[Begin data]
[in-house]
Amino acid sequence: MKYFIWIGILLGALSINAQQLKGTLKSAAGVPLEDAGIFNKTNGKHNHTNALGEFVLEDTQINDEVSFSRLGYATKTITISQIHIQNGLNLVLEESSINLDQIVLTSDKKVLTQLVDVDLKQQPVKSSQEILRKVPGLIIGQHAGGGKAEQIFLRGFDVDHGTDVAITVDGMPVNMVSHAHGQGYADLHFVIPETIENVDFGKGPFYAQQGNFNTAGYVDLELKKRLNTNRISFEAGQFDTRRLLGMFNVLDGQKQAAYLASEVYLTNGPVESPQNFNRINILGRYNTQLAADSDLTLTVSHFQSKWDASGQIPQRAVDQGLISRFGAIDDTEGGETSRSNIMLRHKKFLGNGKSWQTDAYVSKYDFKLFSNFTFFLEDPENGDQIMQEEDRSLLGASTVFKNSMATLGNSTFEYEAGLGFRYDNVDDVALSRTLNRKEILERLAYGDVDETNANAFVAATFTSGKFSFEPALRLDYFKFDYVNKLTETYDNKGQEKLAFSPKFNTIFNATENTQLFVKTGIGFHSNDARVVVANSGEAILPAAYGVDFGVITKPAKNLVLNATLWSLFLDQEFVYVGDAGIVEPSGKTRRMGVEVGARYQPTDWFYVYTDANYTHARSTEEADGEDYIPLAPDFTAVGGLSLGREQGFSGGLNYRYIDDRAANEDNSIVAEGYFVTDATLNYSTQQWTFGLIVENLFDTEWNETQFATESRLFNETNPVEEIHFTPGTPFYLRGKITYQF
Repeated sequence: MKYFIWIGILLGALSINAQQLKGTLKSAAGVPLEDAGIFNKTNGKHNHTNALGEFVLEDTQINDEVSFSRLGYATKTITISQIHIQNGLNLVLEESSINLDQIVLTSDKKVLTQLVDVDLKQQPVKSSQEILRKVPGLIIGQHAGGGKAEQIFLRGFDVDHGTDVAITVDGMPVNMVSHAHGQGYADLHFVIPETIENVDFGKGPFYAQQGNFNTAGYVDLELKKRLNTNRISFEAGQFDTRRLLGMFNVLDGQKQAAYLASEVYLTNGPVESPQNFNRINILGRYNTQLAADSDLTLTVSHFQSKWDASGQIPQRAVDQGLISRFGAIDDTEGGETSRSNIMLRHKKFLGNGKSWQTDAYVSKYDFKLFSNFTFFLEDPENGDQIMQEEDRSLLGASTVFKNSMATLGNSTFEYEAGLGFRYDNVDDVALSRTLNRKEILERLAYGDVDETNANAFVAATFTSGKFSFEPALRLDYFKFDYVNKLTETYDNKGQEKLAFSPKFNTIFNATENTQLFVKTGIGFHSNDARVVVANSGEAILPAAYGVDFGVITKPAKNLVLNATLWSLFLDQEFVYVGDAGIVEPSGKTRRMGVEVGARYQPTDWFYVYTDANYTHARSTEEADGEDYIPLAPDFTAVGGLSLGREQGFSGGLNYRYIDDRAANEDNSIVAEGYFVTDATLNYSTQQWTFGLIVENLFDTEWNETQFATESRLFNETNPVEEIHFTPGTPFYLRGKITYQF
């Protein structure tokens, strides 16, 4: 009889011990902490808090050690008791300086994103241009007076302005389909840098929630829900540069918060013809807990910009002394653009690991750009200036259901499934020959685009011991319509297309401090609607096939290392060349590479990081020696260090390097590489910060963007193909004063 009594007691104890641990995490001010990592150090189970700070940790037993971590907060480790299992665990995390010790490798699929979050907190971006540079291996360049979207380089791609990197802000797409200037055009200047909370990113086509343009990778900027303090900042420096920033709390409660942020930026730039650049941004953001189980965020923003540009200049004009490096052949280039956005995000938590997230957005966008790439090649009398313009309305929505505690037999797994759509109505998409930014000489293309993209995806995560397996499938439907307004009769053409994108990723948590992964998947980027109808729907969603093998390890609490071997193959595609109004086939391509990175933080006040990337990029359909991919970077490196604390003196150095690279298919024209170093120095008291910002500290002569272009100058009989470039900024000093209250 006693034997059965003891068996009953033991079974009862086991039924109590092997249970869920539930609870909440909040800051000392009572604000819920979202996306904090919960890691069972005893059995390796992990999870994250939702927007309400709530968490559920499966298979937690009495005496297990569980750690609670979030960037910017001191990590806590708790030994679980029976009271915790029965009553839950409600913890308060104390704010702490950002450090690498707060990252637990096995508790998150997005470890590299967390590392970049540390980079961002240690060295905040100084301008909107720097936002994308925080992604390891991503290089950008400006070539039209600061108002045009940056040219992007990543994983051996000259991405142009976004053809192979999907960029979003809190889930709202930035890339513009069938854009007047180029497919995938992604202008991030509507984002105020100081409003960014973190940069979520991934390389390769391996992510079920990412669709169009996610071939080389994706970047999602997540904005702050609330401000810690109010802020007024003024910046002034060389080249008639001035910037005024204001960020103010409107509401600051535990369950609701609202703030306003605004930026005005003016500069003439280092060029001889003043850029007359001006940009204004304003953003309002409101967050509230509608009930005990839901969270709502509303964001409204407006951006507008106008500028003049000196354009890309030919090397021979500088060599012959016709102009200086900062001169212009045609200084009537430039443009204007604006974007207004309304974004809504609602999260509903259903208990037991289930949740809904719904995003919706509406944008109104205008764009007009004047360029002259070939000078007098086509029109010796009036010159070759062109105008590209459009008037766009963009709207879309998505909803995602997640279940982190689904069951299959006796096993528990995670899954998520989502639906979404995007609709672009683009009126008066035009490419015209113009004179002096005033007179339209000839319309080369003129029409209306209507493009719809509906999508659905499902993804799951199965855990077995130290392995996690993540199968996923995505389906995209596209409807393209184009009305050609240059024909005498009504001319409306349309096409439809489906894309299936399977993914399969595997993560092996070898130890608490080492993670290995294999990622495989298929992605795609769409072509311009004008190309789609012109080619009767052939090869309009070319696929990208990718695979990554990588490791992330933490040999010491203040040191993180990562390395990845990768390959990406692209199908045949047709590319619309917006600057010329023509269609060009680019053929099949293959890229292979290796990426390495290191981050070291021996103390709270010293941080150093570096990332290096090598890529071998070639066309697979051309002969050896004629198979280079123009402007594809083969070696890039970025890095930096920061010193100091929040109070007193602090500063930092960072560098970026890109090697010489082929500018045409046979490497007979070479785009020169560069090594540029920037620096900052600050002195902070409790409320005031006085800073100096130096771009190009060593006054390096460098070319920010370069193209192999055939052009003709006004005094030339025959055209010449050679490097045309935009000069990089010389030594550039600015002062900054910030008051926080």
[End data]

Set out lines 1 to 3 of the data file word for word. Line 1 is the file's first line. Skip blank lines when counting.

[in-house]
Amino acid sequence: MKYFIWIGILLGALSINAQQLKGTLKSAAGVPLEDAGIFNKTNGKHNHTNALGEFVLEDTQINDEVSFSRLGYATKTITISQIHIQNGLNLVLEESSINLDQIVLTSDKKVLTQLVDVDLKQQPVKSSQEILRKVPGLIIGQHAGGGKAEQIFLRGFDVDHGTDVAITVDGMPVNMVSHAHGQGYADLHFVIPETIENVDFGKGPFYAQQGNFNTAGYVDLELKKRLNTNRISFEAGQFDTRRLLGMFNVLDGQKQAAYLASEVYLTNGPVESPQNFNRINILGRYNTQLAADSDLTLTVSHFQSKWDASGQIPQRAVDQGLISRFGAIDDTEGGETSRSNIMLRHKKFLGNGKSWQTDAYVSKYDFKLFSNFTFFLEDPENGDQIMQEEDRSLLGASTVFKNSMATLGNSTFEYEAGLGFRYDNVDDVALSRTLNRKEILERLAYGDVDETNANAFVAATFTSGKFSFEPALRLDYFKFDYVNKLTETYDNKGQEKLAFSPKFNTIFNATENTQLFVKTGIGFHSNDARVVVANSGEAILPAAYGVDFGVITKPAKNLVLNATLWSLFLDQEFVYVGDAGIVEPSGKTRRMGVEVGARYQPTDWFYVYTDANYTHARSTEEADGEDYIPLAPDFTAVGGLSLGREQGFSGGLNYRYIDDRAANEDNSIVAEGYFVTDATLNYSTQQWTFGLIVENLFDTEWNETQFATESRLFNETNPVEEIHFTPGTPFYLRGKITYQF
Repeated sequence: MKYFIWIGILLGALSINAQQLKGTLKSAAGVPLEDAGIFNKTNGKHNHTNALGEFVLEDTQINDEVSFSRLGYATKTITISQIHIQNGLNLVLEESSINLDQIVLTSDKKVLTQLVDVDLKQQPVKSSQEILRKVPGLIIGQHAGGGKAEQIFLRGFDVDHGTDVAITVDGMPVNMVSHAHGQGYADLHFVIPETIENVDFGKGPFYAQQGNFNTAGYVDLELKKRLNTNRISFEAGQFDTRRLLGMFNVLDGQKQAAYLASEVYLTNGPVESPQNFNRINILGRYNTQLAADSDLTLTVSHFQSKWDASGQIPQRAVDQGLISRFGAIDDTEGGETSRSNIMLRHKKFLGNGKSWQTDAYVSKYDFKLFSNFTFFLEDPENGDQIMQEEDRSLLGASTVFKNSMATLGNSTFEYEAGLGFRYDNVDDVALSRTLNRKEILERLAYGDVDETNANAFVAATFTSGKFSFEPALRLDYFKFDYVNKLTETYDNKGQEKLAFSPKFNTIFNATENTQLFVKTGIGFHSNDARVVVANSGEAILPAAYGVDFGVITKPAKNLVLNATLWSLFLDQEFVYVGDAGIVEPSGKTRRMGVEVGARYQPTDWFYVYTDANYTHARSTEEADGEDYIPLAPDFTAVGGLSLGREQGFSGGLNYRYIDDRAANEDNSIVAEGYFVTDATLNYSTQQWTFGLIVENLFDTEWNETQFATESRLFNETNPVEEIHFTPGTPFYLRGKITYQF